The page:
Observation about English in the National Curriculum

I have posted a few times already about the draft Australian National Curriculum and have promised more. This is just a note, but an important one.

I had thought conservatives and progressives were wetting themselves about the grammar strand somewhat prematurely, even if for rather different reasons. My awareness of the approaches to literacy developed in recent years, in which Peter Freebody has been an important player, led me to say a few days back “Anyone who thinks that means we’ll be doing parsing and analysis again is dreaming.”

Anna Patty rather confirms this in today’s Sydney Morning Herald.

The leading adviser for the new national English curriculum has dismissed assumptions that the back-to-basics approach to grammar is a return to a so-called golden era of education.

Peter Freebody, who wrote the English curriculum ”shape” paper, on which the draft national curriculum was based, said literacy standards were poorer two generations ago, when grammar was taught more intensively in schools. He said the back-to-basics approach to grammar was not about returning to ”a golden age where everyone was literate”.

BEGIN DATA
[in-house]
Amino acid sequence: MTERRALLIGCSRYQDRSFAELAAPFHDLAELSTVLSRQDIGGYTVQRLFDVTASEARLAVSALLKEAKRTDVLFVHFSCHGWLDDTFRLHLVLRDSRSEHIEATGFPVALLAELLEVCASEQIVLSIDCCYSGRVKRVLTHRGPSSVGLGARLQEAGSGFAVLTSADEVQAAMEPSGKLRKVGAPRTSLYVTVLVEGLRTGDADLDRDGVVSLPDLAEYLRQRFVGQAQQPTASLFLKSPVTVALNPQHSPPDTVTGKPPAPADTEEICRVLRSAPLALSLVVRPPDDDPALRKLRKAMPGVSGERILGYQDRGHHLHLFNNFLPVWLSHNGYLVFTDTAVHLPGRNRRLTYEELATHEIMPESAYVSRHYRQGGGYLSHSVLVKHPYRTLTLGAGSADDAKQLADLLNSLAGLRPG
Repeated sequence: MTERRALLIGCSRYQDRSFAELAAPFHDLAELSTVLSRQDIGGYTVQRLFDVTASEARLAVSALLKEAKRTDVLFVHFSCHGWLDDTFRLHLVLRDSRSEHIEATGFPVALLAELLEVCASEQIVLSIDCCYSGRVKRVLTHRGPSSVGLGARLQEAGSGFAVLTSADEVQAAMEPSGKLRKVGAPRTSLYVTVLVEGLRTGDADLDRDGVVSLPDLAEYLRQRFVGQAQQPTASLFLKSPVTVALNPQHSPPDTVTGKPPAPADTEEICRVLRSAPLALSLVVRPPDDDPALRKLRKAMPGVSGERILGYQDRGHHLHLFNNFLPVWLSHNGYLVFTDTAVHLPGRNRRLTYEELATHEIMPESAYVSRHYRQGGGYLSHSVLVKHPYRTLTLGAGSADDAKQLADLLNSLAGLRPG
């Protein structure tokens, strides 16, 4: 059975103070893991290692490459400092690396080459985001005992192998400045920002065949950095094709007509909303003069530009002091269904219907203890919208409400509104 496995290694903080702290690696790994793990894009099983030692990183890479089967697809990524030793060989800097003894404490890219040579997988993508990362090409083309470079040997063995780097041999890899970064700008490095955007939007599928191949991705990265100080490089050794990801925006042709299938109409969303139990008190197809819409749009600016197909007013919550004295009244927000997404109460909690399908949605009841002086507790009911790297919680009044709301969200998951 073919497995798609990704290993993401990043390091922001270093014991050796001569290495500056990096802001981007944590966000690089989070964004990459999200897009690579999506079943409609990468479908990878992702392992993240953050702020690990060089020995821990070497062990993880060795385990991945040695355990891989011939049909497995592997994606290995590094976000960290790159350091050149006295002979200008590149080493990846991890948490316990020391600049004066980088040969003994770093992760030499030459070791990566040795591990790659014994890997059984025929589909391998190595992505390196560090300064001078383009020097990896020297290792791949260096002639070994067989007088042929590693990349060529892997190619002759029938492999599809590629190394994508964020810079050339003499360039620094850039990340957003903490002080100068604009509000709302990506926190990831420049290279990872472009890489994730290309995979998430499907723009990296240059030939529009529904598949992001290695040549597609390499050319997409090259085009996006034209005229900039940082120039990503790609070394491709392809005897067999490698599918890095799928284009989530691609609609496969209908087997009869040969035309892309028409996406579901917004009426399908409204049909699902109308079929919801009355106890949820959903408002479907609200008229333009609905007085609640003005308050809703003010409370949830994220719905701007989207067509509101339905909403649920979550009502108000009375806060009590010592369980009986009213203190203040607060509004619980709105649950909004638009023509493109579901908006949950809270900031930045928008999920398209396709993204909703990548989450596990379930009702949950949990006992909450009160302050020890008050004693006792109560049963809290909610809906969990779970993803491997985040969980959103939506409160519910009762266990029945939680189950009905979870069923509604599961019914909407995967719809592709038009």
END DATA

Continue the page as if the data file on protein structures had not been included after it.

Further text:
”What evidence there is indicates that Australians are more literate now than they were when grammar was taught intensively, but in isolation from language use and literary studies,” he said. ”This notion of the basics has to be separated from longing for an age that never existed. We are more literate now than we have ever been.”

But what had not improved over the years was the literacy levels of disadvantaged groups…

Professor Freebody and Professor Anthony Welch examined evidence of literacy levels in Australia 17 years ago, including media reports from 1915, 1917 and 1930, and curriculum documents from the 1940s and 1950s. One Sydney study in the mid-1970s by a Macquarie University researcher concluded that to find substantial levels of low literacy performance in Australian society, you needed to turn to the over-60 age group.

”Twenty-five years ago, Graeme Little drew the available evidence together from all Australian literacy surveys and concluded that the surveys show either improvement or no significant change," Professor Freebody said.

”The lower overall standard of two generations ago was not the fault so much of the teaching of grammar but rather of lower school retention rates and the less pervasive and complex use of literacy in society at large.”…

I concur with Professor Freebody’s remarks.